Olamide: Being Nigerian means being able to rise against all odds, being able to smile through your pains, your sorrows, and make everything look good, even when things are difficult for you. But really, I think, what I stand for, what I represent, is beyond being Nigerian. It’s being human. I just want to stand out and live my life to the fullest and not restrict myself to whatever ethnic group, whatever country, whatever image, whatever race. I just want to live my life to the fullest.

What’s been the hardest lesson you’ve learnt?

Olamide: I think I was about nine years old. In 1999, when armed robbers came to my house. And they shot my dad. So I almost lost my dad then. My mom was a full housewife. And in my head, I was just thinking, if this man died now, there’ll be nobody to take care of me and all that. Since then, I’ve never, for once, wanted to rely on nobody. Since then, I’ve always been chasing all the things I want for myself. Not thinking about what anybody thinks about me or how I go about my dreams.

What was the best advice you’ve ever been given?

Olamide: I listen to so many people. There’s too much information that can really trigger so many great things in my life. I must confess that I do listen to people. I seek advice. Today, I was asking my good friend Jesse [Serwer] what the “Julie” video should look like. I think most artists don’t want somebody else’s point of view. I listen. I pick one or two things that I feel like fit in with where I’m going and apply them to what I’m doing.


Olamide – Julie (Official Video)

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How would you describe the music you make — Afrobeats, Afro-life….

Fireboy: Basically, I’m an Afrobeats artist. My Afrobeats can have some R&B in it, unique stuff in it, but it’s Afrobeats. Afropop. Afro-life is because, even though I do Afrobeats, my music is very different. You can hear that this person actually writes. This person takes time to be very intentional about the lyrics, which Afrobeats is not really known for. So I’ve just believed that okay, since music is different, it deserves its own identity. And that can just be a name. And that name is Afro-life.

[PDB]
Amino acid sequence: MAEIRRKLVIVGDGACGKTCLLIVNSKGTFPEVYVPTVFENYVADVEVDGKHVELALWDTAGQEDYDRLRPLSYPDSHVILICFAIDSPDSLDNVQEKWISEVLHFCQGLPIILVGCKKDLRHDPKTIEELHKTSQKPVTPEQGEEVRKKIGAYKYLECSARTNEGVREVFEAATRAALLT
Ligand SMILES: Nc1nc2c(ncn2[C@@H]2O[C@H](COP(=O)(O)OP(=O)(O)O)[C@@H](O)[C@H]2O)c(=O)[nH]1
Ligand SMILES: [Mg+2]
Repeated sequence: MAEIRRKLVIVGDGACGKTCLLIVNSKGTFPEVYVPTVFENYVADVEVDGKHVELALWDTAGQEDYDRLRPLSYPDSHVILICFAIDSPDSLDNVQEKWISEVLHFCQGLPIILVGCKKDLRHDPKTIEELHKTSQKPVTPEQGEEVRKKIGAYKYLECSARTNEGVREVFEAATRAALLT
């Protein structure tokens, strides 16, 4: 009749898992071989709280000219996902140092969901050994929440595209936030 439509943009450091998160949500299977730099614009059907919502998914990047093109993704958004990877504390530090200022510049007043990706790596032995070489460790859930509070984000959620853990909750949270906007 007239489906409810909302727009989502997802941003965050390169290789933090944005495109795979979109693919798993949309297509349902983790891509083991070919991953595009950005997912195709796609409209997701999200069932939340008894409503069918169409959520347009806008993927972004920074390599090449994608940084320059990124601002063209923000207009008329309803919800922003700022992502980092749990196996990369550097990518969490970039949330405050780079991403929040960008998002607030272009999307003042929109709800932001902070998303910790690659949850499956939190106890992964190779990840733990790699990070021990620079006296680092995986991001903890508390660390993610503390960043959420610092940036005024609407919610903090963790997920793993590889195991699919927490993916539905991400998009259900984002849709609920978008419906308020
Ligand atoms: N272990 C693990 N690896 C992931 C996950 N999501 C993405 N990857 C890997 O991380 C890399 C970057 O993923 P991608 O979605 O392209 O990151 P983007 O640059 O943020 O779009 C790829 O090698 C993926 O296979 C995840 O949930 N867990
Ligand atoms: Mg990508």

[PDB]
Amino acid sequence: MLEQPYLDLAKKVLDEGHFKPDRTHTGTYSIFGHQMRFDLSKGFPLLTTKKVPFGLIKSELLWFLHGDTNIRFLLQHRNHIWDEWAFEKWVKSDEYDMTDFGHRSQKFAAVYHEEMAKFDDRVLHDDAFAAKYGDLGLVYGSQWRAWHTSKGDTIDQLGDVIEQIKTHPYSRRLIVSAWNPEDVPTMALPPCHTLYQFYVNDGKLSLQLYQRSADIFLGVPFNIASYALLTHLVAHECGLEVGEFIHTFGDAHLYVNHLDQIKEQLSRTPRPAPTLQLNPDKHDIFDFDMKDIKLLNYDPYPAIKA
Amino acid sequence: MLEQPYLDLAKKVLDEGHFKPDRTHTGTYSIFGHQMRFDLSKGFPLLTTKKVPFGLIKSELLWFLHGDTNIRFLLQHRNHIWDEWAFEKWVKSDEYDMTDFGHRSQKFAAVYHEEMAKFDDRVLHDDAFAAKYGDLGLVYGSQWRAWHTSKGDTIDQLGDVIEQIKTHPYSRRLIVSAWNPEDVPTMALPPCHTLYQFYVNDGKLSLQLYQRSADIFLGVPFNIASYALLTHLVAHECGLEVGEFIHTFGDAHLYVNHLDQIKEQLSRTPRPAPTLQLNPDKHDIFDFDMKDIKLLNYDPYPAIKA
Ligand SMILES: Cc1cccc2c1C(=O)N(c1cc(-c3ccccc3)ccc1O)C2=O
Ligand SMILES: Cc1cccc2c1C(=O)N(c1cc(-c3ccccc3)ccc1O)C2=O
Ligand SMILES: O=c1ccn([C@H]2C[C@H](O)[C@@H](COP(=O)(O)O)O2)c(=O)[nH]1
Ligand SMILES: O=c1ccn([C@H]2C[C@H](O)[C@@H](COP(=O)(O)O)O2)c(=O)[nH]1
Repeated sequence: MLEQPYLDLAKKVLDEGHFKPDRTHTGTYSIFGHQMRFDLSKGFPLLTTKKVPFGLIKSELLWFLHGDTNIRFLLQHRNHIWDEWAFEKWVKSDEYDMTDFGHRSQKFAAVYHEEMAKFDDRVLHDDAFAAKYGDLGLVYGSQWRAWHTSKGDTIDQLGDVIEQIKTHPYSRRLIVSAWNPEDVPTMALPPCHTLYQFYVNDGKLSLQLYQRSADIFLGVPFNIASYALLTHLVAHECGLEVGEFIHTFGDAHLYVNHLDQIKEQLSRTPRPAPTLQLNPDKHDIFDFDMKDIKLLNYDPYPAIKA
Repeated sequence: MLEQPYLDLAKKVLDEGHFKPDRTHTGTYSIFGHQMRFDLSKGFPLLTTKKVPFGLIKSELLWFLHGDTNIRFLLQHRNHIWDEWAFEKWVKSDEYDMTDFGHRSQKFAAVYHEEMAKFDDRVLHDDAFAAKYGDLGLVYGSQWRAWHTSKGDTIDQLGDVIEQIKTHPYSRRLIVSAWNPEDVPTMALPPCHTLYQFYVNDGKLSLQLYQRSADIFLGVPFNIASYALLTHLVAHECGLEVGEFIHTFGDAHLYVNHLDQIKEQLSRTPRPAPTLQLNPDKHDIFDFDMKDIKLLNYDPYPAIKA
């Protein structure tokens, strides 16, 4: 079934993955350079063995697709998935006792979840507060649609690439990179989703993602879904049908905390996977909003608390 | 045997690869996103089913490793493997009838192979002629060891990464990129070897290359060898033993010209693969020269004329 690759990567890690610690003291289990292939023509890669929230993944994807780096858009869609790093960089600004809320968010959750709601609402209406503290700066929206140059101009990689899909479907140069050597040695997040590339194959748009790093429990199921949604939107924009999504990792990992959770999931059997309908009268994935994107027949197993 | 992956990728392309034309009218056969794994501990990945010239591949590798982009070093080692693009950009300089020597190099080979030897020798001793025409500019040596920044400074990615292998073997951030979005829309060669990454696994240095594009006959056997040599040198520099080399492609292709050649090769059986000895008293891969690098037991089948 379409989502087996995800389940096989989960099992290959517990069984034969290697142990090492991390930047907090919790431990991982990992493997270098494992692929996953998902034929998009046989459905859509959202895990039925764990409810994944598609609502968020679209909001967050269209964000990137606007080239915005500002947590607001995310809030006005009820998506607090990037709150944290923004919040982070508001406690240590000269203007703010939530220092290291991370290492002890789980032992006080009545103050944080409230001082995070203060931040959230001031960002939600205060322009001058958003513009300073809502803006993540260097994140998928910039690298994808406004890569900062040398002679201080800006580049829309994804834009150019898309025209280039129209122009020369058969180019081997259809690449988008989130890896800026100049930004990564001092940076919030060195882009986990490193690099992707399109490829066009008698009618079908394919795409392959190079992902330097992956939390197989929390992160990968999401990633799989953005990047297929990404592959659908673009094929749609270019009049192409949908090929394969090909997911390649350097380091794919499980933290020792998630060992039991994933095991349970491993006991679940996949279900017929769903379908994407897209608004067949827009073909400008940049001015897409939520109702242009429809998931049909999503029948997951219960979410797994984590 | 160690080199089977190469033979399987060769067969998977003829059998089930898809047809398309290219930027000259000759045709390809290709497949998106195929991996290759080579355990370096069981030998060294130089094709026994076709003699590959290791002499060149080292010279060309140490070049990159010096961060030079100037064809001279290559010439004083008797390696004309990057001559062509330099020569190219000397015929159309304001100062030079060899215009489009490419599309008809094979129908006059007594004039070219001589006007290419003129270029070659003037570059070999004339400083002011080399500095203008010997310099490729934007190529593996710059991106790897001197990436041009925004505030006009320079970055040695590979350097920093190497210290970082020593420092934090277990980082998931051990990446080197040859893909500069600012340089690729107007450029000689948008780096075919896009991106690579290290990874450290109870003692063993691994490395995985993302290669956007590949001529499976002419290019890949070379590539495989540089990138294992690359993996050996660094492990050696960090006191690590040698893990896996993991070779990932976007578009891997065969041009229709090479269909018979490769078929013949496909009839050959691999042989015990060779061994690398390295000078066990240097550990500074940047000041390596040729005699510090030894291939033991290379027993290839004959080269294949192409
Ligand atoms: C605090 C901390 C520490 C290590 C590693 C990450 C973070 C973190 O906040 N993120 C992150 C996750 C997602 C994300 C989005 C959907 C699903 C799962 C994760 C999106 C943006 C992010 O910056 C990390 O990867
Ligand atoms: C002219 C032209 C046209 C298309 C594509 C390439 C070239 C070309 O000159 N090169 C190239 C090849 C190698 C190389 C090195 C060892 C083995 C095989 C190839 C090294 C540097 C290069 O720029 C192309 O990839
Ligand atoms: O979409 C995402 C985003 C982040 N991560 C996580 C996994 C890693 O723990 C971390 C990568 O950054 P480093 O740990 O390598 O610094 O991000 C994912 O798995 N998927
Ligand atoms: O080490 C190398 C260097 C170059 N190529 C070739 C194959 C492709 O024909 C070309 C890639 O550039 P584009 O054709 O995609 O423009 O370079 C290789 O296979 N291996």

Riffing off Fireboy’s first album, what gives you “Laughter?”

Olamide: Bank a lot!

Fireboy: Same thing, money. Money and music. Makes me happy.

“Tears?”

Fireboy: Honestly, I can’t remember the last time I cried. I get sad. More times than any human should. I don’t like the way it makes me feel vulnerable so I just killed that a long time ago.

Olamide: Spicy jollof fries!

“Goosebumps?”

Fireboy: Beautiful music, man. Beautiful music melodies give me goosebumps every time.

Olamide: Good music and good shoes.


Fireboy DML – Airplane Mode (Official Video)

youtu.be

What makes you put your phone on “Airplane Mode?”

Fireboy: It’s just a feeling of wanting to be in your own space. Sometimes things can get overwhelming. You just want to shut everybody out. And the internet is very, very powerful thing, so if you don’t put your phone in airplane mode it will fuck you up. The mind of the creative person is a very, very fucked up place. So, anything can trigger it.

Olamide: In most cases, it’s when I want to listen to music or read or watch a movie or play my game, I put my phone on airplane mode or do not disturb. Or when I just want to be with myself. Because I love myself so much. I’d rather spend a whole year with myself than be out there unhappy.

Best place to listen to music?

Olamide: Alone, in the house. I feel like the house is the best place to listen to music.

Fireboy: I turn off all the lights and stand on my bed. I just vibe out.

Best place to write music?

Olamide: My toilet. [Both laugh] I come up with the best melodies in the toilet.

Fireboy: For me, as long as I connect to the melody, it will come. Words come naturally to me, so as long as I connect with the beat, it doesn’t matter where I am. Mostly in the studio.

Olamide, you call YBNL a family, so if it was a sitcom, what kind would it be?

Olamide: They’re a bunch of serious guys, but there are so many other layers to the family. It’s a fun family, but we don’t joke with business, so it’s probably going to be like The Kardashians.

The thing you admire most about each other?

Fireboy: It’s the way he respects people and treats people with so much respect. He treats you like a human no matter who you are.

Olamide: His writing skills. Sometimes I wish I could make him understand, how dope he is when it comes to writing. I believe in him so much, maybe more than he does.

What is the biggest dream you had that has come true?

Olamide: In most cases, and I can’t speak for everyone else, but in most cases, I wake up, I live and I realize that I’m living my dream. They just happen. I just wake up and make this decision, I’m going to do this and I’m going to do that, on the spot, and they just happen. Everything is manifesting. It’s not like I plan for years or months. I just wake up and make a decision and everything just aligns for me. I’ve always known I want to be great in life. I want to play music. So I’d say music — being able to do this on a big stage and all that.

Fireboy: It’s pretty much the same for me.The first time I actually had a dream: I wanted to make music and to be heard, and it’s really manifesting. And I realized that even in your dream there’s always more. So, having a dream is kind of limited to an extent, because there is always more. But I’m grateful that the one dream I had came to pass. The cars and the houses and those things that you want along the line, you work towards them. The material stuff.

Nadia Neophytou